In the early 1830s, Chief Engineer William Gooding, working to complete the Illinois and Michigan Canal, realized that this location, which is 40 feet higher than Joliet, had great water-power potential. In 1837, Gooding oversaw construction of the canal’s headquarters building here.
With the canal came an influx of workers who moved into the area and the town officially became Lockport.
Runyon was gone on business in Danville when an epidemic of smallpox broke out in the Potawatomi encampments. The Runyons closed their home to the Potawatomi out of fear of contracting the disease and, though offended, they left the family alone.
In 1849, Runyon moved to California, ending his period of local lore. Unlike the thousands of other Forty-Niners who descended on California in search of gold, Runyon settled in Sacramento County to take up his lifelong occupation, farming. He identified the fertile valley as being ideal for fruit trees, and, according to research by Waldvogel, he was the first to plant orchards in the California county.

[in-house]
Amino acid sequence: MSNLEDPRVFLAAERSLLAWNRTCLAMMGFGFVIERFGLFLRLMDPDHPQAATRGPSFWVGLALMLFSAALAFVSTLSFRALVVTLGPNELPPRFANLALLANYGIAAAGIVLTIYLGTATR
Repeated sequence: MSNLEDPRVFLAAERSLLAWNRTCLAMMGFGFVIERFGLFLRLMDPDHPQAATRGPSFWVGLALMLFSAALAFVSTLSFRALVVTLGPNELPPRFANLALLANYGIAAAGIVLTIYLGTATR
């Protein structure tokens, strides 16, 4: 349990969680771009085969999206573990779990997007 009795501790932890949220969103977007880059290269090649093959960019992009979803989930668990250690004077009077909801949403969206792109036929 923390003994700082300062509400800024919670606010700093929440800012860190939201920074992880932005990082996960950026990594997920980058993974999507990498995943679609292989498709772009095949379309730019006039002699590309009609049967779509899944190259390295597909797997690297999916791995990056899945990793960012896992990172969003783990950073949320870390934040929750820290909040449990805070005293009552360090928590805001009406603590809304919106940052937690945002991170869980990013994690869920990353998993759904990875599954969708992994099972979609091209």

In the latter years of his life, Runyon became involved with mining operations, and all of his ventures resulted in his becoming wealthy. He was a major contributor to the building of Christian College and Pacific Methodist College, both located in California. He died on September 8, 1876, in Santa Rosa, California, where he and his second wife, Mary Crawford Runyon, had resided since 1871.
The graves of Anna Hornbecker Runyon, Winfred Runyon and Oliver Runyon at Runyon Preserve not only retain a link to the founding of the City of Lockport but also stand testament to the precarious reality of pioneer life in the 19th century. Anna Hornbecker Runyon died at age 38, son Winfred died just shy of his second birthday and son Oliver died at age seven.
Cemetery photos by Chad Merda